These days, it's more important than ever to read the fine print and understand all the aspects to any mortgage. Your mortgage lender will always be willing to answer any questions you may have about any options, including that of paying points on the loan...

First of all, do you know what points are? A (discount) ?point? in mortgage language is equal to one percent of the amount of the overall mortgage loan. You usually pay these up front in order to reduce the interest you will pay on the loan. For example, three points on a $150,000 loan would equal $4500. A discount point usually lowers your interest rate by about .125 percent. So on an interest rate of 7.5% for example, paying a point would lower interest to 7.375%, and if the loan were for $100,000, that point would cost you $1,000.

You can deduct the money you pay for points on your income taxes for the year you close on the mortgage. Note that this applies to new mortgages only. If you're looking to pay points on a refinance, it's considered prepaid interest and has to be deducted over the life of the loan. In order to take a tax deduction on points it must also be on a loan on your primary residence. Points are not deductible for a 2nd home or vacation home.

If you are the seller, and want to pay points for the buyer to help the process along with the lender, you can?t count that as mortgage interest for you (i.e. a tax deduction), but you can subtract it from any profits you might make on the home. If you pay off your loan early and end up paying a prepayment penalty; that would be considered fully deductible mortgage interest.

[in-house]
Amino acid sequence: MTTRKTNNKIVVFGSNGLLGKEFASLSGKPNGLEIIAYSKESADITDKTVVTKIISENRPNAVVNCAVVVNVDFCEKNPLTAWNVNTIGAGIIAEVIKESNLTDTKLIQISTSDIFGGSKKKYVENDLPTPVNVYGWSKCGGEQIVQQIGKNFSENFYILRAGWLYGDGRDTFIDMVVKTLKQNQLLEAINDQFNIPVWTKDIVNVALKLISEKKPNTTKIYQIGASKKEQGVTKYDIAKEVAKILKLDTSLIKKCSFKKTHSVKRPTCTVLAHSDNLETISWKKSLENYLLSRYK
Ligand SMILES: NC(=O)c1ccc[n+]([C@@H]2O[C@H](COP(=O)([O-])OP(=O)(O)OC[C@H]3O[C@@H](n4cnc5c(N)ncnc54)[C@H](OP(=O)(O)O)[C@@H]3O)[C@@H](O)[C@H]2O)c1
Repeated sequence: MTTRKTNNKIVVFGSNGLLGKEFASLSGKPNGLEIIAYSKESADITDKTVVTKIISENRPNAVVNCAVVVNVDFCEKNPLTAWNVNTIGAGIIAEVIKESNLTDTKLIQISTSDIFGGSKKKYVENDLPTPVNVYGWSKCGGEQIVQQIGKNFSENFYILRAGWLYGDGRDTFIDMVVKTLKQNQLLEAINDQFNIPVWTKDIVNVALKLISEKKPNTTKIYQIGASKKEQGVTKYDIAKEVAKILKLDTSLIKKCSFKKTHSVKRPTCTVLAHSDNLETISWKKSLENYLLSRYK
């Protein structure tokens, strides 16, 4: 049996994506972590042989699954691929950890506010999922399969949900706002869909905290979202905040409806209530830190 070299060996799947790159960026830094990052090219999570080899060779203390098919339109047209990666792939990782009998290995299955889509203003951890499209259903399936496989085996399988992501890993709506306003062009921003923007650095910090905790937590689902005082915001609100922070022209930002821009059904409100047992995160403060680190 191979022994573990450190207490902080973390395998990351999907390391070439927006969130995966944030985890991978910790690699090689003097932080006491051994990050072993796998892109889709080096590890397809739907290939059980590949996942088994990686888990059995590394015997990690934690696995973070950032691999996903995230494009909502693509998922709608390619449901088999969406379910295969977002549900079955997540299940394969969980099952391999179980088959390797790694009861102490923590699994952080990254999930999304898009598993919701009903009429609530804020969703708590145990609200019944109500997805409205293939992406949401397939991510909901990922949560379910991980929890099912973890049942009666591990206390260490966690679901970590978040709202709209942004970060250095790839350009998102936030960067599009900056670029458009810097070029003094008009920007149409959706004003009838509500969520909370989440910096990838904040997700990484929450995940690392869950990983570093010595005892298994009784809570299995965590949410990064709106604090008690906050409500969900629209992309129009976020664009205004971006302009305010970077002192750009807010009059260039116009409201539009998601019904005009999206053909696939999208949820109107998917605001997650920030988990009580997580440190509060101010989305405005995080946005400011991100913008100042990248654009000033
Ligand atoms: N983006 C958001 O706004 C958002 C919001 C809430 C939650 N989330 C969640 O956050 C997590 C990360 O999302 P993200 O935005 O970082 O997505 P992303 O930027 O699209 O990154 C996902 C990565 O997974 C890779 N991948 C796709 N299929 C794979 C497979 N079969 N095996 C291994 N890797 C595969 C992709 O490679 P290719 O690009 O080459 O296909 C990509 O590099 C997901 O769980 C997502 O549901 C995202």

The question as to whether or not you should actually pay points boils down to how long you plan to be in the home. You should determine how much you can pay in points, decide how many months it would take to break even on the payment, and how long you intend to be in the home. Talk to your mortgage broker about when you might break even, or do a search online for a mortgage points calculator.

For example, let's say you have a 30-year fixed rate loan for $100,000 with 6% interest, and you are thinking about paying two points (at a cost of $1000 each so $2,000 total) to reduce the interest. According to one mortgage points calculator, this would reduce your payment by about $20 per month. This means it would take around 100 months, or a little less than 8 and one-half years for you to break even. If you're planning to sell the home before that, paying points would not be worth the cost.

You may also want to think about what else you could do with the cash you plan to spend on points. Do you need to purchase appliances for your new home on a high interest credit card? You may be better off using your cash to buy those new appliances instead of paying points.

If you?re finding the whole issue of points confusing, be sure to ask your mortgage broker to explain further. Don't sign on the dotted line until you do understand.

Article pulled from Fairfield Financial newsletter.